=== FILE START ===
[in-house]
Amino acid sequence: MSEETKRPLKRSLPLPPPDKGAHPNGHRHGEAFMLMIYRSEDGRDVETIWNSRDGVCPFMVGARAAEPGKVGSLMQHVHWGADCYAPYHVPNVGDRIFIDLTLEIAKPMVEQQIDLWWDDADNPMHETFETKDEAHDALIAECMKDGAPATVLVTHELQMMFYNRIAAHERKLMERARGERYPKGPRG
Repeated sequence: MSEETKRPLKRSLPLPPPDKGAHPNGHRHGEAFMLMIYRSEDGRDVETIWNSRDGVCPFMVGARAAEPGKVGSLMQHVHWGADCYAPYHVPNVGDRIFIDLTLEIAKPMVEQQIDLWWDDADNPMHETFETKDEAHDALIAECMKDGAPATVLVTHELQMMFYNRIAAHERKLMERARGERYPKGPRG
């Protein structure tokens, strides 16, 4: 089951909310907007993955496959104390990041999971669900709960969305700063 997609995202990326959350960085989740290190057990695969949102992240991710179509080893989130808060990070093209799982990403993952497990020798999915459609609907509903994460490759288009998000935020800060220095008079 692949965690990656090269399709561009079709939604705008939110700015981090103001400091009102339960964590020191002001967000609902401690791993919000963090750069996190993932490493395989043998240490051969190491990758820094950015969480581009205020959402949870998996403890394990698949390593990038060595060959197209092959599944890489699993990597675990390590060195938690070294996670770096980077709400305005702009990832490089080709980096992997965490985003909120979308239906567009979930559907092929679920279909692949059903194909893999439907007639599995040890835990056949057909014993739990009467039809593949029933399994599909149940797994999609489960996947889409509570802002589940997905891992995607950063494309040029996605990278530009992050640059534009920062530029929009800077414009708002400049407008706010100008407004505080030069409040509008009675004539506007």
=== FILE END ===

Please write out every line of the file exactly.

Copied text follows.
[in-house]
Amino acid sequence: MSEETKRPLKRSLPLPPPDKGAHPNGHRHGEAFMLMIYRSEDGRDVETIWNSRDGVCPFMVGARAAEPGKVGSLMQHVHWGADCYAPYHVPNVGDRIFIDLTLEIAKPMVEQQIDLWWDDADNPMHETFETKDEAHDALIAECMKDGAPATVLVTHELQMMFYNRIAAHERKLMERARGERYPKGPRG
Repeated sequence: MSEETKRPLKRSLPLPPPDKGAHPNGHRHGEAFMLMIYRSEDGRDVETIWNSRDGVCPFMVGARAAEPGKVGSLMQHVHWGADCYAPYHVPNVGDRIFIDLTLEIAKPMVEQQIDLWWDDADNPMHETFETKDEAHDALIAECMKDGAPATVLVTHELQMMFYNRIAAHERKLMERARGERYPKGPRG
């Protein structure tokens, strides 16, 4: 089951909310907007993955496959104390990041999971669900709960969305700063 997609995202990326959350960085989740290190057990695969949102992240991710179509080893989130808060990070093209799982990403993952497990020798999915459609609907509903994460490759288009998000935020800060220095008079 692949965690990656090269399709561009079709939604705008939110700015981090103001400091009102339960964590020191002001967000609902401690791993919000963090750069996190993932490493395989043998240490051969190491990758820094950015969480581009205020959402949870998996403890394990698949390593990038060595060959197209092959599944890489699993990597675990390590060195938690070294996670770096980077709400305005702009990832490089080709980096992997965490985003909120979308239906567009979930559907092929679920279909692949059903194909893999439907007639599995040890835990056949057909014993739990009467039809593949029933399994599909149940797994999609489960996947889409509570802002589940997905891992995607950063494309040029996605990278530009992050640059534009920062530029929009800077414009708002400049407008706010100008407004505080030069409040509008009675004539506007």